Astronauts sped through the landmark 200th spacewalk at the International Space Station, after a glitch in preparations left them looking at a shortened trip outside.
This marked the ninth spacewalk for space station commander Peggy Whitson and the first for flight engineer Jack Fischer. Whitson beat the record for the most time spent on spacewalks by a woman on her last excursion out of the station, in March.
But it was a new experience for Fischer. [Watch: Spacewalk Sights and Sounds Captured by GoPro]
"Oh my gosh; this is beautiful," he said after getting his bearings outside the station.
"Isn't it?" Whitson said with a laugh.
"Biggest slice of awesome pie I've ever seen," Fischer said.
"No 'awesomesauce'?" Whitson asked.
"About a fondue pot — a ginormous fondue pot bubbling over with piping-hot awesomesauce," he replied.
("We had a bet going as to when the first 'awesome' would show itself," mission control replied.)
But it wasn't awesome from the beginning. The spacewalk suffered a delayed start when one of the service and cooling "umbilicals" that charge up the spacesuits before exit sprung a small water leak, so the two astronauts had to trade off use of the other umbilical for power, oxygen, communications and cooling as they prepared to leave the airlock. Because of the decreased battery charge on both spacesuits, the astronauts focused on their most important task first for an abbreviated spacewalk.
The spacewalk officially began at 9:08 a.m. EDT (1308 GMT), one hour after the planned start time, and the duo went straight into the main task: to install a 200-lb. (90 kilograms) express carrier avionics box onto one of the four "spare parts depots" outside the spacecraft, where they replaced one that had been experiencing thermal issues. The astronauts spent 4 hours and 13 minutes on the spacewalk, and managed to blast through much more work than expected.
Fischer rode the station's Canadarm2 robotic arm, driven by French astronaut Thomas Pesquet from inside the station, to help maneuver the bulky spare box that Orbital ATK's Cygnus supply spacecraft delivered to the station last month. The avionics box will carry data connections and electricity to science experiments at the station.
The duo got through the task so quickly that they were given the go-ahead to add back a few more. First, Whitson installed a connector on the $2 billion Alpha Magnetic Spectrometer to help engineers analyze the sensitive particle detector for future cooling-system repairs. Then, Fischer secured insulation that had come loose at the wrist of the Japanese laboratory module's robotic arm.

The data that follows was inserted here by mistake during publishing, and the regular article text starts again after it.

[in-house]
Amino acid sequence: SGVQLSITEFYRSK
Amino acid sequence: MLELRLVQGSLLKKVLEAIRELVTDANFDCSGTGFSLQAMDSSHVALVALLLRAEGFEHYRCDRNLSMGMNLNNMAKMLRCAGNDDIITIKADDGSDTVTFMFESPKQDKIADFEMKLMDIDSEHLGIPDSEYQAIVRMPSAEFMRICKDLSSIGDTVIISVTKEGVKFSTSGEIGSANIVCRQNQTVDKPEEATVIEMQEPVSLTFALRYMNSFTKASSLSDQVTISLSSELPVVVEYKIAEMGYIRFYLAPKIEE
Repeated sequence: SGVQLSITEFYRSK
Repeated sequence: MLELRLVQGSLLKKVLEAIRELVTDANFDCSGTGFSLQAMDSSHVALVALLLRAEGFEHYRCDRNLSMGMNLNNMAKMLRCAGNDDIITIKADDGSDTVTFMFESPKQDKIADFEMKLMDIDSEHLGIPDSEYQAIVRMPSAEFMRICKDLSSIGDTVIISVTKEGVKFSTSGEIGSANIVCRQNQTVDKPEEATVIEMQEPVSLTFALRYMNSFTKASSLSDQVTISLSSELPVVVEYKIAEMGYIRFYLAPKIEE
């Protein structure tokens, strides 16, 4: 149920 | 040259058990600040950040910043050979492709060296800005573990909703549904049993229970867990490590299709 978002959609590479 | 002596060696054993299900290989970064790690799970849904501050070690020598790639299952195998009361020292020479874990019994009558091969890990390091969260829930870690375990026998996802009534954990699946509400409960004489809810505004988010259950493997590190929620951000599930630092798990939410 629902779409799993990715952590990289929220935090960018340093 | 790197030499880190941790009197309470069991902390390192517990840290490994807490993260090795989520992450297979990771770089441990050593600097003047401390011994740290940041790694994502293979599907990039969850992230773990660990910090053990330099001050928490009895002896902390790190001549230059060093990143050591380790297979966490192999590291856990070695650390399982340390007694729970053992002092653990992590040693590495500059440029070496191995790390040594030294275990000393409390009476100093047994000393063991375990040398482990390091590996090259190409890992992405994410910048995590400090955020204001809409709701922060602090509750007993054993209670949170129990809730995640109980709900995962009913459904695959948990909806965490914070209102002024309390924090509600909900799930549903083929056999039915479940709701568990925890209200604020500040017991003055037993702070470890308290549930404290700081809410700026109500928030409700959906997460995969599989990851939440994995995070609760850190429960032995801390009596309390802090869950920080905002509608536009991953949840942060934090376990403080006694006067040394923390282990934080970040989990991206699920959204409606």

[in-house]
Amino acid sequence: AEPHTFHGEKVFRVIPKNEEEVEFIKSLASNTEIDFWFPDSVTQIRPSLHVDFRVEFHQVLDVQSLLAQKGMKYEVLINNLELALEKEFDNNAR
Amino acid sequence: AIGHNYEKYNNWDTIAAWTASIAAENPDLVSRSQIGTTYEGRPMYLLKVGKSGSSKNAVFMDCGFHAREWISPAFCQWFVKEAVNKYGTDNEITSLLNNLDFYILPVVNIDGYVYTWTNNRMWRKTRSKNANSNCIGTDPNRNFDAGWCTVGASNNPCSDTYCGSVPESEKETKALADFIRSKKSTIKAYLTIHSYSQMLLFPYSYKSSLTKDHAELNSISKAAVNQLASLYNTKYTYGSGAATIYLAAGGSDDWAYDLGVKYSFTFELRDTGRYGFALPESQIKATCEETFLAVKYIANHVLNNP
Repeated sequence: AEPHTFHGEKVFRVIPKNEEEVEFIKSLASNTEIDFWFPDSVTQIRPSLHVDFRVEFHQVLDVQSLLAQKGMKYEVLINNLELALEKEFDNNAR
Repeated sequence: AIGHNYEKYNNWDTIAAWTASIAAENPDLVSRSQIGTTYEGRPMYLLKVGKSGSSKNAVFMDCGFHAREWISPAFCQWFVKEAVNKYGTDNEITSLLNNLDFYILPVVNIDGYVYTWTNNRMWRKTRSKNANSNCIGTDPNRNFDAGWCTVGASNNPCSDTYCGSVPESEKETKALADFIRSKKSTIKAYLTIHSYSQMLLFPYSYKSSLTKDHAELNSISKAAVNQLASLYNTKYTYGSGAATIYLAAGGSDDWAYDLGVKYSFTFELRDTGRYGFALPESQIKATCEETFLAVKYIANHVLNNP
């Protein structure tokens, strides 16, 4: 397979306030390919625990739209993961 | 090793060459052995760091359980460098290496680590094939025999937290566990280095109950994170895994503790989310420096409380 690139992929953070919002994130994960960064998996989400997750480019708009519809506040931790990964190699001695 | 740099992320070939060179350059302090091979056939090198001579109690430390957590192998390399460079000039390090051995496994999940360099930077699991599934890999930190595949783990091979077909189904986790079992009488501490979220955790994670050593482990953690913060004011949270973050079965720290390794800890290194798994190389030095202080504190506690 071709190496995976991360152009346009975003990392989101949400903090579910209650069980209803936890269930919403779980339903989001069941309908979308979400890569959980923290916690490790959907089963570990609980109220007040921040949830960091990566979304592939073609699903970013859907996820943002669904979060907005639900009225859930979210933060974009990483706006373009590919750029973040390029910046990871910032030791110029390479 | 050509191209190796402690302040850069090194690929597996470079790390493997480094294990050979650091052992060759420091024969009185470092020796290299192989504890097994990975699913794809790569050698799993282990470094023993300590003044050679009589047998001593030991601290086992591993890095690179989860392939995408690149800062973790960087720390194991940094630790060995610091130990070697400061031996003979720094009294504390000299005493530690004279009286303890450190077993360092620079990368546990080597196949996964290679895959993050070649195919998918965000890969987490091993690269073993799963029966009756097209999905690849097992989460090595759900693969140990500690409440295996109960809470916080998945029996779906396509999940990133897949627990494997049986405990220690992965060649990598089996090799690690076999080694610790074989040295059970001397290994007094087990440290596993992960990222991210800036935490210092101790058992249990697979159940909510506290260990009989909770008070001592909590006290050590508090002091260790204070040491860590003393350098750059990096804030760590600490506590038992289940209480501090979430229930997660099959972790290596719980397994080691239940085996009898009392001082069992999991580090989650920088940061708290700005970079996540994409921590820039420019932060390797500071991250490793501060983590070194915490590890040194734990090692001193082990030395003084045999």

Fischer was also able to install a protective shield and a foot restraint on PMA-3, an attachment that will help commercial craft dock with the station via a future International Docking Adaptor. It wasn't originally assigned as Fischer's task, so Whitson and NASA astronaut Kjell Lindgren, spacewalk communicator back on the ground, guided him through the steps.
The spacewalkers "breezed through" and mananged to get to all of the major tasks originally planned for the spacewalk, despite the wrinkles at the beginning and limited time available, an announcement at Johnson Space Center in Houston said. The two remaining minor tasks, installing a high-definition camera and pair of wireless antennas, will be rescheduled for a later spacewalk.
The first spacewalk in service of the space station, in December 1998, focused on attaching the orbiting lab's very first modules: the U.S. Unity module, which NASA crew brought into space on the space shuttle Endeavor, and the Russian Zarya module, which had already been launched into orbit.
Since that time, space fliers from around the world have ventured out on spacewalk after spacewalk to build it into the complex network of living space and experiments it is today, hosting research and experimentation 250 miles (400 km) above the Earth.
"This is amazing, to be able to do the 200th EVA [extra-vehicular activity] on board the space station," Whitson said as the spacewalk came to an end. "It's a huge honor to work with all of you."
"Only because of legends like Peggy, and Jerry Ross and [Jim] Newman [who took that first station spacewalk] and the guys who started this, that made this possible," Fischer replied. "They created this amazing floating laboratory in the sky that we call home, and [did] one heck of a job. It's humbling to be a part of their legacy."